Monday, July 6, 2009

The Hidden Cost of Source Code Analysis

Static analysis (or source code analysis) seems like a no-brainer. The analysis runs on your source code, bugs get produced and you fix them. The sooner you fix problems, the cheaper it is, often by orders of magnitude. However, there is a hidden cost to static analysis -- one that most organizations need to take into consideration but rarely do, until the rollout is well under way.

Let's Take a Deeper Look
Are all static analysis defects created equal? Certainly not. There are some issues that are more important to address than others. Every organization categorizes defects differently. For some a memory leak may be important, particularly for long running applications where even a tiny memory leak can add up to a big problem. For others applications, like a desktop application that loads and exits frequently, memory may be hardly an issue but crashes may be a serious priority. Other factors that affect priority can include effect (such as data corruption), frequency, compliance, etc. Regardless of any company's individual priority, one can roughly bucket static analysis defects in these categories:
  1. Critical - we should fix it now (e.g. don't check it in)
  2. High - we should fix it before the next milestone
  3. Medium - we should fix it at the next appropriate milestone
  4. Low - nice to have - fix it if opportunistic situation
  5. Ignore - analysis is doing the right thing but the problem doesn't need to be fixed (might be in test code, 3rd party code or perhaps the defect is incorrect because it couldn't take into account an environmental assumption)
  6. False positive - the analysis goofed and the bug report is wrong
The Problem With Prioritization
Keep in mind that most bugs are prioritized based on the effect of the bug, which is easier to tie to a business problem. Static analysis defects are reports of flaws in the code -- for instance, it might show a potential memory leak along a specific path in the code. It may be difficult to discern how much memory is being leaked, what the specific steps are that cause the leak and what happens if enough memory leaks. Static analysis defects are thus, harder to prioritize.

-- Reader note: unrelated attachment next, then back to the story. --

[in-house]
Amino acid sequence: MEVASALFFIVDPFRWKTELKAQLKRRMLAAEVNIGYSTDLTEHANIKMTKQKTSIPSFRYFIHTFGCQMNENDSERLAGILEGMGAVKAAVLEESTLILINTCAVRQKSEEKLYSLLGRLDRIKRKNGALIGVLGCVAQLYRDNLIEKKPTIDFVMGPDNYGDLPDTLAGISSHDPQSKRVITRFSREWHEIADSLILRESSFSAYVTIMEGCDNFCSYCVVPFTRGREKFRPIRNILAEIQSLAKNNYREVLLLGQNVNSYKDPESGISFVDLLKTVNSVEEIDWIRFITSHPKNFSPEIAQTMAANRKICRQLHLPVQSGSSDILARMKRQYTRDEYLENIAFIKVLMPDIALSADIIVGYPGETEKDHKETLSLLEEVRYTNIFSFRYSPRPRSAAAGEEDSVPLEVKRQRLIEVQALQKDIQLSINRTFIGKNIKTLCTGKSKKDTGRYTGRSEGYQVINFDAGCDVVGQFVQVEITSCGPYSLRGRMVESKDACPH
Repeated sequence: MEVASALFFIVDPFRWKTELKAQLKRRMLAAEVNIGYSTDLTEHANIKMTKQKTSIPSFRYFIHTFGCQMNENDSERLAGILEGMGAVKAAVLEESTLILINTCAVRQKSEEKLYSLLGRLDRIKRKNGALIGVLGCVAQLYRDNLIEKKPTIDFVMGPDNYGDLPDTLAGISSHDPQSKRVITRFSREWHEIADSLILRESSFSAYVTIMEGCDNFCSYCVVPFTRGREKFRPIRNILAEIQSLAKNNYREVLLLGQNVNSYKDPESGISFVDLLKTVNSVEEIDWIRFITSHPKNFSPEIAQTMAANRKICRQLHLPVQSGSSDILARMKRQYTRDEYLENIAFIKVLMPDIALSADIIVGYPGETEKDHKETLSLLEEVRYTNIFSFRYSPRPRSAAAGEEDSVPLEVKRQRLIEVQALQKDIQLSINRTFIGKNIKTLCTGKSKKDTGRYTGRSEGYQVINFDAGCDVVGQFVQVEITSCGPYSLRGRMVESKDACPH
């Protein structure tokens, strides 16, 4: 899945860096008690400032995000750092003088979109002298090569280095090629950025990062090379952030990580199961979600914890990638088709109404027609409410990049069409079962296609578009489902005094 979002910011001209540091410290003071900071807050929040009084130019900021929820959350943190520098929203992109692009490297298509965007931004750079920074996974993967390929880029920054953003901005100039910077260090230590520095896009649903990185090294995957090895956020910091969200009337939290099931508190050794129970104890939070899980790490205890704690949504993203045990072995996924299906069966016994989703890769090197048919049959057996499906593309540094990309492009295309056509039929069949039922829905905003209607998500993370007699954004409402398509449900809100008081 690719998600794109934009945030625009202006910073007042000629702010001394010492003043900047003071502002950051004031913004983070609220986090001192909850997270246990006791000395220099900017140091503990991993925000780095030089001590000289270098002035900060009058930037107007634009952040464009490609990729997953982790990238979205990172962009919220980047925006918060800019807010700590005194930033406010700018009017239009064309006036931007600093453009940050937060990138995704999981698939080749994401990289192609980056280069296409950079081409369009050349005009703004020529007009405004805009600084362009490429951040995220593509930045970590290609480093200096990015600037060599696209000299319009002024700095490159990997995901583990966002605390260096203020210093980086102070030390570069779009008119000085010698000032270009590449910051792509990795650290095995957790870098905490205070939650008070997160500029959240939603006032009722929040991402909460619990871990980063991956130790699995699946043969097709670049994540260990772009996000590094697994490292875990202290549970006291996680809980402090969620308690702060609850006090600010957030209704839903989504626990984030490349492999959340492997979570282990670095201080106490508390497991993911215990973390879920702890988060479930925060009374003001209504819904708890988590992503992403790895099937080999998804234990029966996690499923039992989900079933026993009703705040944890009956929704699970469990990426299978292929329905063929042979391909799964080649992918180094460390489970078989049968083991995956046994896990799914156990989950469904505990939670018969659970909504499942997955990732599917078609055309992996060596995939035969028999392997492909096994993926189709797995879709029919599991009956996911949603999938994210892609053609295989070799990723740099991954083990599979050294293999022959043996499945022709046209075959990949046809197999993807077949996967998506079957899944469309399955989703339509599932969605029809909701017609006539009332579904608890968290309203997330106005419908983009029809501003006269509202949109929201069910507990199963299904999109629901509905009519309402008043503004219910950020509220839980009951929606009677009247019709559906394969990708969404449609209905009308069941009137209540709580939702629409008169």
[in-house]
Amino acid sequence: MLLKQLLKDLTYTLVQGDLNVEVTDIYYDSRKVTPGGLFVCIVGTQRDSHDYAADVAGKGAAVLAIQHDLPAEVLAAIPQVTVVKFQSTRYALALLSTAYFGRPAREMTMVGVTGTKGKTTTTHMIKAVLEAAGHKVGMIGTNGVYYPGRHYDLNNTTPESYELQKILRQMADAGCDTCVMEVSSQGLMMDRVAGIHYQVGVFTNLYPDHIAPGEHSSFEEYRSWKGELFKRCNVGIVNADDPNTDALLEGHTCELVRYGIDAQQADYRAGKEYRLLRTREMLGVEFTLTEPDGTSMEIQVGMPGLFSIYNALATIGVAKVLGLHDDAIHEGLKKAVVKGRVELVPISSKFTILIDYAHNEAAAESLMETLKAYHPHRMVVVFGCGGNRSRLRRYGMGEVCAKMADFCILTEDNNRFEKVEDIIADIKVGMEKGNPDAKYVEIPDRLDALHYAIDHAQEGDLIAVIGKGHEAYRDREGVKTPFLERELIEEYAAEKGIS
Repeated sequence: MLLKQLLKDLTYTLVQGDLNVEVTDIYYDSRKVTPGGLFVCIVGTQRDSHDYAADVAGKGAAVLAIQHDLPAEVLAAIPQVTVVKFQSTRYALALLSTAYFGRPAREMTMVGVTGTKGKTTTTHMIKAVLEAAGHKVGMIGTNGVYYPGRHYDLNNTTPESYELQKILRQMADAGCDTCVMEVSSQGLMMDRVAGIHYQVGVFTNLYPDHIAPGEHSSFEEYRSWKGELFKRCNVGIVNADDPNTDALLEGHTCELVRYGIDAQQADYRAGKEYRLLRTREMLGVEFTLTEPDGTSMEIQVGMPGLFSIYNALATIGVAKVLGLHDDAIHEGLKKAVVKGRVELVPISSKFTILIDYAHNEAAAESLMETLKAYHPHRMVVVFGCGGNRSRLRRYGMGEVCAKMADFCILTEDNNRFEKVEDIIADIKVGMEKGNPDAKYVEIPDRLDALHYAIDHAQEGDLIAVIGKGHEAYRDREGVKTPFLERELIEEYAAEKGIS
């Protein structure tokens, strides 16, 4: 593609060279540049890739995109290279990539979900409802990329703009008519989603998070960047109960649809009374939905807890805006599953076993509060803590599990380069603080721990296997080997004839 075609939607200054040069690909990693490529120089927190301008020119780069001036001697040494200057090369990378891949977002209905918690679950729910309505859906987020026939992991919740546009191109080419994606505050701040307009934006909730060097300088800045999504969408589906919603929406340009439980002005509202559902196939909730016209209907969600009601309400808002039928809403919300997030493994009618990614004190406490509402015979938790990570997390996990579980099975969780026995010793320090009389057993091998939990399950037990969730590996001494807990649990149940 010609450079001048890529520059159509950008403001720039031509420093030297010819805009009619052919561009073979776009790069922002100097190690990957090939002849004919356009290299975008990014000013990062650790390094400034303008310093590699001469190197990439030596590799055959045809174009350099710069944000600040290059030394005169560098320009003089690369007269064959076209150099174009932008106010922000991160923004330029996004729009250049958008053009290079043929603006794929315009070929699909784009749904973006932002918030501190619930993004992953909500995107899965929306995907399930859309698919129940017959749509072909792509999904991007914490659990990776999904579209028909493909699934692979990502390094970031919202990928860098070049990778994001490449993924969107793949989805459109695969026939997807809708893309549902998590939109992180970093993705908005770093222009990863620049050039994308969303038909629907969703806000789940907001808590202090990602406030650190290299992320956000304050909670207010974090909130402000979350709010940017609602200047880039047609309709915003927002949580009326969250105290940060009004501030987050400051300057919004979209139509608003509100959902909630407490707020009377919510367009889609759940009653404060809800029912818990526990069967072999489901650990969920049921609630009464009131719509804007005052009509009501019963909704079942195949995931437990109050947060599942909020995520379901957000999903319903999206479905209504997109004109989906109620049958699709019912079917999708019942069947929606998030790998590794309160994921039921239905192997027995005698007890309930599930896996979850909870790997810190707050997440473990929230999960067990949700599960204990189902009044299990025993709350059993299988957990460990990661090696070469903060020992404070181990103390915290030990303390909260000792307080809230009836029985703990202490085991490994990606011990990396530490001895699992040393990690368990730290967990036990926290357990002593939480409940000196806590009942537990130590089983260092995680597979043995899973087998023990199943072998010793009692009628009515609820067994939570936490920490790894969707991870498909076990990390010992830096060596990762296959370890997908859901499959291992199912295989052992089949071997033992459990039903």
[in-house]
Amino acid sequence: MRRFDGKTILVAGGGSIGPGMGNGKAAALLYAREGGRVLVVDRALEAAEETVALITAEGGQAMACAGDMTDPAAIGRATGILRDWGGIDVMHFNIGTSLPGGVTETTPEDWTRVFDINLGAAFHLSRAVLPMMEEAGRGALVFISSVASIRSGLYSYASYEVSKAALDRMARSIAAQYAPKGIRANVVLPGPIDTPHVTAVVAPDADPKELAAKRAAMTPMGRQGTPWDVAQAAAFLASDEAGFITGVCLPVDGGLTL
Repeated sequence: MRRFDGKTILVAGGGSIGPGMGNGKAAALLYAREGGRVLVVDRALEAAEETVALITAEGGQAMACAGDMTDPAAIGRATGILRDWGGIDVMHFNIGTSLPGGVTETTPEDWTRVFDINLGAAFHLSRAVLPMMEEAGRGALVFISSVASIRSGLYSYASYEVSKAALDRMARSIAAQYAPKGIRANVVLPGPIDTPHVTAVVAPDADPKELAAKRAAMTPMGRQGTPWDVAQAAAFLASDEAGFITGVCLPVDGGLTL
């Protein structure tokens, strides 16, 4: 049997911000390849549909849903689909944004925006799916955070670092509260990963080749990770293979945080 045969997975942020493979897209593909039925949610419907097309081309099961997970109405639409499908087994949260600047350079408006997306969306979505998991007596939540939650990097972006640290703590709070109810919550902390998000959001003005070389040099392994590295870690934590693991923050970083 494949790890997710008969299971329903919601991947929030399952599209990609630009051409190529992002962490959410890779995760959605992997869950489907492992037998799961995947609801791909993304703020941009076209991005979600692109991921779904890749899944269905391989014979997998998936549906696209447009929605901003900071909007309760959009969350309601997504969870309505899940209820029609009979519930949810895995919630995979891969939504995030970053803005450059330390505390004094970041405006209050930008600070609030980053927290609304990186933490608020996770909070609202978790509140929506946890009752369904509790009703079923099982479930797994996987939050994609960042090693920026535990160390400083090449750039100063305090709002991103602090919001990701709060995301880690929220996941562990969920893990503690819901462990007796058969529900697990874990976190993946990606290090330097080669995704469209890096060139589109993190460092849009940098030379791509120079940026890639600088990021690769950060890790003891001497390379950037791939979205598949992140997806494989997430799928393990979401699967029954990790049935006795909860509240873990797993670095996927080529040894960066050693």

A "Typical" Distribution
The distribution of defect types varies greatly among organizations. Some organizations (like a company that writes mil-aero software) consider any coding defect a serious issue. Based on experience with customers at Code Integrity Solutions, we often see defect distributions like this:
  1. Critical - 10%
  2. High - 10%
  3. Medium - 10%
  4. Low - 10%
  5. Ignore - 45%
  6. False positive - 15%
With different codebases, different static analysis solutions and even different triagers you may get varying results.

The Biggest Cost?
In addressing the defects reported from a static analysis tool, you need to:
  1. Make sure the analysis is set up properly
  2. Someone needs to triage the results meaning interpreting the results for action
  3. Someone needs to address the issue, typically by fixing the problem
  4. Someone needs to verify that the issue is addressed